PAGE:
Polycystic ovarian syndrome presents itself as a spectrum of symptoms that varies from woman to woman, making it tough to diagnose. Since PCOS is a syndrome and not a specific disease, there's a complex set of symptoms that make it difficult to create a specific set of criteria physicians can check off to definitely diagnose you.
What is common with all women who have PCOS symptoms is that their endocrine system doesn't work as it should. Since pregnancy relies on hormonal balance for ovulation to occur, PCOS can make it exceedingly difficult for pregnancy to occur naturally.
PCOS Symptoms and Ovulation
If your ovaries don't release a mature egg, then you're not ovulating. This is called anovulation. You cannot get pregnant if you don't ovulate. Sometimes you will still bleed like you're on your period, but often you will not. This is why many women with PCOS can go months without menstruating. Other times, you may find yourself bleeding heavily. Along with irregular periods, you may have:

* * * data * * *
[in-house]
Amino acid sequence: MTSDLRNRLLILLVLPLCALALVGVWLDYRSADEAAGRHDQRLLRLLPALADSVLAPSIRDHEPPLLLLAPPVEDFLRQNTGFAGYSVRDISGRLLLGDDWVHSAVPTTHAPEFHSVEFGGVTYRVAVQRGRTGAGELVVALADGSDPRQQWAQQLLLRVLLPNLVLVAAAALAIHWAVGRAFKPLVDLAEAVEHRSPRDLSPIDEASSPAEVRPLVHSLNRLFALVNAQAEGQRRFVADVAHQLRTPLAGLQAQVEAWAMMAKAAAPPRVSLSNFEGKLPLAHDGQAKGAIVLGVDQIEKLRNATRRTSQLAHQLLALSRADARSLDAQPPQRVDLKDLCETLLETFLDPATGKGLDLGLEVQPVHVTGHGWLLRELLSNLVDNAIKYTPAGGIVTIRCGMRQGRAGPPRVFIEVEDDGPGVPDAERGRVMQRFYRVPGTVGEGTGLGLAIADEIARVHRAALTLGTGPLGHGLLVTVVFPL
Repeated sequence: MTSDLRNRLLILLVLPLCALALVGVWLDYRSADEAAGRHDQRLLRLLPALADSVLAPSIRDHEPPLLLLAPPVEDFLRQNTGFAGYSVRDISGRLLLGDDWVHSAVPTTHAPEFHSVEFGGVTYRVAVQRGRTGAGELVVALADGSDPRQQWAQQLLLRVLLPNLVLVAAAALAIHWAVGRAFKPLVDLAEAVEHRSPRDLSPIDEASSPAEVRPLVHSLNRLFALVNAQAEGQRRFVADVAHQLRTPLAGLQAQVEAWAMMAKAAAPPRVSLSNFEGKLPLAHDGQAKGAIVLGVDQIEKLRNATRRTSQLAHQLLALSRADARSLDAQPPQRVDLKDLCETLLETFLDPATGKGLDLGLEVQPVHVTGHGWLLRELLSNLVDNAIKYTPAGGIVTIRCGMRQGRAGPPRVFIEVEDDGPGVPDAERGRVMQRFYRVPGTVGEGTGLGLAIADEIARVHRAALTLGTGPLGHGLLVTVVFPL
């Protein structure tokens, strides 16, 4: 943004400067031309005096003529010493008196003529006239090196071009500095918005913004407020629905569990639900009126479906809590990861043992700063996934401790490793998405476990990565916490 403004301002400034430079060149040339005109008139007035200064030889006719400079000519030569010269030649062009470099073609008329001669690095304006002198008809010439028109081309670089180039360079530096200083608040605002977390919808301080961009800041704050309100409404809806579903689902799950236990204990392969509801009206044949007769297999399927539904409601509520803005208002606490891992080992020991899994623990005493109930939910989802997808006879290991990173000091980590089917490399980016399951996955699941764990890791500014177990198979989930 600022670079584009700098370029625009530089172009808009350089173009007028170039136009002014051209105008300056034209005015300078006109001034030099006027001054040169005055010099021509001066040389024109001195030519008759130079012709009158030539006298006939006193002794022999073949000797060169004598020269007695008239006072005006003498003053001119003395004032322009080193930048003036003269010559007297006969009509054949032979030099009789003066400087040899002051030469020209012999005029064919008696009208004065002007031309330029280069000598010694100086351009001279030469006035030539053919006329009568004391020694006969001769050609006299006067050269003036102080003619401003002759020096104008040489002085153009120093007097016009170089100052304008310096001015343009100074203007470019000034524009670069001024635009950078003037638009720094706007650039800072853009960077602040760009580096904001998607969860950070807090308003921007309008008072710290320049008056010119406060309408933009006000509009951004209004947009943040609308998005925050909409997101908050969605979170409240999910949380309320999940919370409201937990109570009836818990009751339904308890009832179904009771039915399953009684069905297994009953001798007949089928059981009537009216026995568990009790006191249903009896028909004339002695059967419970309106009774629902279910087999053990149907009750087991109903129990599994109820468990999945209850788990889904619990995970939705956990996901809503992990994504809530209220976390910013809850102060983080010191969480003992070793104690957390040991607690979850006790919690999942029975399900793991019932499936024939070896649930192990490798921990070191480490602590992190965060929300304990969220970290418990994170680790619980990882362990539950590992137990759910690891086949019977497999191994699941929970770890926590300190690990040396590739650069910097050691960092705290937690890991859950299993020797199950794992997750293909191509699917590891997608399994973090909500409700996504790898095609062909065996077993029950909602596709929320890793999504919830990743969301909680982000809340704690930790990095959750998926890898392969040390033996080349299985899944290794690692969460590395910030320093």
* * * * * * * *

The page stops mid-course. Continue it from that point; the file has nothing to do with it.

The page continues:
- Ovarian cysts and pelvic pain
- Hormonal imbalance caused by excess androgen
- Excess body hair (hirsutism) and acne
- Infertility due to hormonal imbalance
- Insulin resistance
- Thinning hair, bald spots
- Metabolic syndrome
You don't have to be obese to have PCOS. You don't have to have ovarian cysts. PCOS tends to have a gradual onset; so many women have no idea they have PCOS until they see a fertility specialist when they can't get pregnant.
PCOS and Ovulation Test Kits
If you have PCOS and need to pinpoint when you should be ovulating, you can buy ovulation prediction kits over-the-counter. These kits work much like pregnancy tests. You simply hold the test strip in your urine stream. It measures the amount of luteinizing hormone (LH) in your body. As LH increases, the hormone signals to your ovaries to release an egg. If your LH tests high, you have a higher probability of ovulation within a few hours.
Conceiving a child is not easy in the best of times. Trying to conceive when you have PCOS can cause undue stress which in turn can create anxiety. This anxiety can make it difficult not only to conceive, but to carry a pregnancy through three trimesters. Find yourself a doctor who understands PCOS. And look for a gynecologist near you. Talk about your plan of treatment so that you can be in the best possible health before you conceive and during pregnancy. Some of these goals for your plan of treatment may include decreasing your excess androgens, losing weight, and improving ovulation and its frequency.